Songs Of The Day 11/2/2015: William S. Fischer – “Chains” + “Capsule”

Allegations of Weirdness – William S. Fischer (one of two consecutive Fischers on the MOJO list of the weirdest recordings -- take a wild guess who the other is) was a very versatile arranger who left his imprint on quite a few recordings in the '60s and '70s. Some were classics (Roberta Flack's "The First Time Ever I Saw Your Face", Roy Ayers Ubiquity's Red Black & Green, Leon Redbone's Champagne Charlie), many were for important seminal influences (Les McCann, Jimmy Scott, Steve Goodman), and still others were properly released complete with album jackets and protective inner sleeves (Robert Q. Lewis' I'm Just Wild About Vaudeville).

Another of Fischer's clients was jazz flutist Herbie Mann, whose own label Embryo Records was a subsidiary of Atlantic. Besides Mann's own solo recordings, Embryo's roster had a little experimental tincture to it, if not an outright inmates-running-asylum vibe. Brute Force, who God created and loved above all others, was on the list, as were Stevie Wonder's synthesizer collaborators Tonto's Expanding Head Band. Embryo also released the only album under Fischer's own name in 1970.

Possibly but not definitely excluding close family members and concerned representation, nobody expected Fischer to release something like Circles. First, it must be said: It's a great album. It's really, really good. Even if you've completely lost contact with reality, if your album's recording band has bassist Ron Carter, drummer Billy Cobham and guitarists Eric Weissberg and Hugh McCracken, you're not going to come out with something slapdash and unlistenable. And Fischer's compositions are very much connected with reality on Circles -- they're just all over the map. "Saigon" presaged Southern rock, "Green Forever" gave the extended rock jam some professional heft, and "Circle" is one of the most successful prog rock songs I can recall hearing. "Chains" has no genre, but it's a searing and beautiful instrumental.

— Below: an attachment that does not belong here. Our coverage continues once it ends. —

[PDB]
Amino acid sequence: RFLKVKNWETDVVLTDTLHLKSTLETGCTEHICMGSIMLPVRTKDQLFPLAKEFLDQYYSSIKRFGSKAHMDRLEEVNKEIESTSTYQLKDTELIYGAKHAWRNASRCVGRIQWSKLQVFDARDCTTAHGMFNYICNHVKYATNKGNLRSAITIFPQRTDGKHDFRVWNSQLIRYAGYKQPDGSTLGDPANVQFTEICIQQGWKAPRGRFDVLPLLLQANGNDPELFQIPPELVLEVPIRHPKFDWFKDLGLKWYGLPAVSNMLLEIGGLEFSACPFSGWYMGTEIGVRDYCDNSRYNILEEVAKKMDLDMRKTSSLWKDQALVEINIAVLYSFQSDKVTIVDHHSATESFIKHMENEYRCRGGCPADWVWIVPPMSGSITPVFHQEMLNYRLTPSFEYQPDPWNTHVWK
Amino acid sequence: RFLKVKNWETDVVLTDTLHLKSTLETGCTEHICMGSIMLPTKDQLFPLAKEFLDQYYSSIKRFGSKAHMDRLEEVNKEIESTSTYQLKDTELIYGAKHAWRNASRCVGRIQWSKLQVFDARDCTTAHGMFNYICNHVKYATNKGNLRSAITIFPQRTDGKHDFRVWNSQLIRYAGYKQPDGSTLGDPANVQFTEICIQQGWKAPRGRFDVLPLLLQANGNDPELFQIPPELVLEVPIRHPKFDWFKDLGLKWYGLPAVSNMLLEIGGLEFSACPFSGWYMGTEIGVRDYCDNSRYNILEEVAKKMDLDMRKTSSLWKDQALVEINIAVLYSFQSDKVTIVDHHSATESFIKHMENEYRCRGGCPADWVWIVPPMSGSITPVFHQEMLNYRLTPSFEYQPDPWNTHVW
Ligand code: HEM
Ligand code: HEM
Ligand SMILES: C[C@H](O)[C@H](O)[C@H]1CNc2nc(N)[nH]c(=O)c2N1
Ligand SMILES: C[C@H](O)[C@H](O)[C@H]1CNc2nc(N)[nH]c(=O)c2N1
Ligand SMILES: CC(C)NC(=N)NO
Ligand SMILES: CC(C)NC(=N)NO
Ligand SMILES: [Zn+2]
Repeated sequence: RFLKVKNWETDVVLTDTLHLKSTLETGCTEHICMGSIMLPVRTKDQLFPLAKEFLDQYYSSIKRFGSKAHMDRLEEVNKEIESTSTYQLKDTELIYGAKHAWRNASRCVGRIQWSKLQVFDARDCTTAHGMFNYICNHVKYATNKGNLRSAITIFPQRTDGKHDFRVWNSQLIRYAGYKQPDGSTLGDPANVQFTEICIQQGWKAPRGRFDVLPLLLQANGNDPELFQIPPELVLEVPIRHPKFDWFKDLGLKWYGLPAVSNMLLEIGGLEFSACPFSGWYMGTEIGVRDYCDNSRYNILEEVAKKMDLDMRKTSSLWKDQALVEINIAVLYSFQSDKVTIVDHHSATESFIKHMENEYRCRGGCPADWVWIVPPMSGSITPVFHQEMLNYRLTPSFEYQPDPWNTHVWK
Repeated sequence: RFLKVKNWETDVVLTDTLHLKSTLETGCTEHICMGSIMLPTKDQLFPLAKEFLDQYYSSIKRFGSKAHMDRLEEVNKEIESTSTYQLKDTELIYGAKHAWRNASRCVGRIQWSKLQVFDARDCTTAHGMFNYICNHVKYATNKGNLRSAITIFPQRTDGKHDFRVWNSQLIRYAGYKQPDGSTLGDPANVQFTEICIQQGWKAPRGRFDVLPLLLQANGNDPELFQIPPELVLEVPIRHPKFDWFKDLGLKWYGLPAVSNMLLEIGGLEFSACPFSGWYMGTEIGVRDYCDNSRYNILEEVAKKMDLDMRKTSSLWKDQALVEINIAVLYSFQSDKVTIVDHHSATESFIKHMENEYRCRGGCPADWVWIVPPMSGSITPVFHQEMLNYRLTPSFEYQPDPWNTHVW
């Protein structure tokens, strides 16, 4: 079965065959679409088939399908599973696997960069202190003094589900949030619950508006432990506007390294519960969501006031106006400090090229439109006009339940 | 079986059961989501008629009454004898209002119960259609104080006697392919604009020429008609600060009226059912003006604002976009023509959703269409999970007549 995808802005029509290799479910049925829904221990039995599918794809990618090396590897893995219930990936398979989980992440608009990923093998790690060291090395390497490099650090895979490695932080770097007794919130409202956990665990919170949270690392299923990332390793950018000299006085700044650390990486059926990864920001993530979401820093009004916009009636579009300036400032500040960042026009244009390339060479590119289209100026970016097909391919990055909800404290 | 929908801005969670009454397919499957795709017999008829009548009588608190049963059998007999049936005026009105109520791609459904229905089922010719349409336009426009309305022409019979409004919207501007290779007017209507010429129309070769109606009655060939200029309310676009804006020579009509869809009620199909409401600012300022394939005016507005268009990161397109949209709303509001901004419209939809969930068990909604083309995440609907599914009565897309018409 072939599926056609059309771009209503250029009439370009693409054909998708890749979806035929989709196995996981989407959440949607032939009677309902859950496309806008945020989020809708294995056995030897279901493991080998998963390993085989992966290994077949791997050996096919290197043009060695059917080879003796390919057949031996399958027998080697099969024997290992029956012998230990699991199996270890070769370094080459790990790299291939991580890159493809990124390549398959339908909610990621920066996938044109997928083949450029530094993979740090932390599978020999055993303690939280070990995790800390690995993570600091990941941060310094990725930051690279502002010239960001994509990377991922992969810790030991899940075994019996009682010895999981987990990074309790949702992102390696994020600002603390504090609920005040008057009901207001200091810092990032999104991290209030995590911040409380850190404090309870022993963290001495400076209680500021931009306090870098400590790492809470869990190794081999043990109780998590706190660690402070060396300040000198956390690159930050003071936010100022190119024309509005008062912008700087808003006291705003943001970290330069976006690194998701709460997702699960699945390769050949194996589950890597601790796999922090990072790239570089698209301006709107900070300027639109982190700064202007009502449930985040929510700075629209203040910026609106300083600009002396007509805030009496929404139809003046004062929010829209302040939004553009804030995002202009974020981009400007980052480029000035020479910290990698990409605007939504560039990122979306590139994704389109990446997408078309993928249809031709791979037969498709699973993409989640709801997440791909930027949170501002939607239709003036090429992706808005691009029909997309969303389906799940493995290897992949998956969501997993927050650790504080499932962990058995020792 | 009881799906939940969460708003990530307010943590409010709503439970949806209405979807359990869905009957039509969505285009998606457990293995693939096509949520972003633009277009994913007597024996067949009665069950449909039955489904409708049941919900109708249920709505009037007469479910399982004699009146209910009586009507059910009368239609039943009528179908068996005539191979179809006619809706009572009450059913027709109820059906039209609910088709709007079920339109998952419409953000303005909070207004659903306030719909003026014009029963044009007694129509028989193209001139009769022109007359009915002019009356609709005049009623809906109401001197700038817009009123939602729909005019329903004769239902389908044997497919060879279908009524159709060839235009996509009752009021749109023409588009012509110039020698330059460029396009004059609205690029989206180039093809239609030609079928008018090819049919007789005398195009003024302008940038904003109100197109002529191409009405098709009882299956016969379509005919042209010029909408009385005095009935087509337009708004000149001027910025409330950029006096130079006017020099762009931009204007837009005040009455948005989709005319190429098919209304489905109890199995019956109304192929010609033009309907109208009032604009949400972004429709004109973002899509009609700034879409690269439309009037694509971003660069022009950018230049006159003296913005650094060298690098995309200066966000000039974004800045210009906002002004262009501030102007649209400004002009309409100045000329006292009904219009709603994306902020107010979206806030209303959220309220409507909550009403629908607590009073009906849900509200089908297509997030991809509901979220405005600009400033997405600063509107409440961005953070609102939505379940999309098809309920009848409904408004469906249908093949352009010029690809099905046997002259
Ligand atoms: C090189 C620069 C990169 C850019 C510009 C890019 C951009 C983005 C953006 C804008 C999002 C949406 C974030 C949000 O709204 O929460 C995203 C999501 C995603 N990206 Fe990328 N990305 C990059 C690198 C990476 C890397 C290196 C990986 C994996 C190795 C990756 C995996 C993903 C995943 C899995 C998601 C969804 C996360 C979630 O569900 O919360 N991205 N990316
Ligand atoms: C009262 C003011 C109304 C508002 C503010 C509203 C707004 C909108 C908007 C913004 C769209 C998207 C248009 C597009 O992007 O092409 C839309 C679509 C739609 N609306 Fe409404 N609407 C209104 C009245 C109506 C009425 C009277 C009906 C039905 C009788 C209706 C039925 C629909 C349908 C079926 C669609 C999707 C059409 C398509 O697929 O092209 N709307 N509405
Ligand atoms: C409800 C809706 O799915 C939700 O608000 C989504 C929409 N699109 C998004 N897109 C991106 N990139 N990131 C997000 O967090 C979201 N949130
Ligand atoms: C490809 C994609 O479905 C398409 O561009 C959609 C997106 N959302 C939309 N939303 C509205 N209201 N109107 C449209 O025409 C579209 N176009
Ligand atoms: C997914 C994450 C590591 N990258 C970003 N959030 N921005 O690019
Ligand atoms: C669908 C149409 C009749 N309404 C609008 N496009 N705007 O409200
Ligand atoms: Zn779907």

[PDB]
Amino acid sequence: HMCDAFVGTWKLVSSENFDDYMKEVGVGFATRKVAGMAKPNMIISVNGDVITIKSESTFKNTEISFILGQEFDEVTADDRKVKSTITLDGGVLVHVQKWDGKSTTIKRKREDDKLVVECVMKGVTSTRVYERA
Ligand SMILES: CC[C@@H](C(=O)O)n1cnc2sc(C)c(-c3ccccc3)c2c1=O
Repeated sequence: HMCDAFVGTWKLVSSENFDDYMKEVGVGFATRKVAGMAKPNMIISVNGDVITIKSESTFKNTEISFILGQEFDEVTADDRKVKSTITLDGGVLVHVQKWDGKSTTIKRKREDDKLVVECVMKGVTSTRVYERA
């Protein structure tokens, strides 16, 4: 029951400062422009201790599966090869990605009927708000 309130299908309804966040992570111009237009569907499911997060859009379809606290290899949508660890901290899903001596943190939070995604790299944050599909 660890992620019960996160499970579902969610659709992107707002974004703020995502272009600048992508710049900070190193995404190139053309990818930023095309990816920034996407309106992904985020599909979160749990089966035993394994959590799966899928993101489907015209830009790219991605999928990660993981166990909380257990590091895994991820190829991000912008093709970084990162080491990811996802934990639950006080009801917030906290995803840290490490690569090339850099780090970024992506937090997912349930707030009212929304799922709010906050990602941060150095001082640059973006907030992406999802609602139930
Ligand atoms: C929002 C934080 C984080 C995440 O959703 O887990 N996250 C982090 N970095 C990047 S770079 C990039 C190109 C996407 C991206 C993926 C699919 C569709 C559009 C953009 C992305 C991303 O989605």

I guess Circles would have just been a forward-looking jazz-rock album with a few more detours if Fischer had just left it at that, but he was feeling generous and he had a Moog. In his hands the synthesizer took a harsh left turn in two separate electronic explorations, "Electrix" and "Capsule." The reason for including these two disruptions -- each of them the last song on their respective album side -- is a total mystery, unless Fischer was hyper-aware of his own commitment as an artist, which all artists should be aware of anyway. I can't tell whether the bass lines in "Capsule" are synthetic or if Ron Carter somehow found a way to have his own acoustic bass interplay with random keyboards. God, I hope it's the latter.

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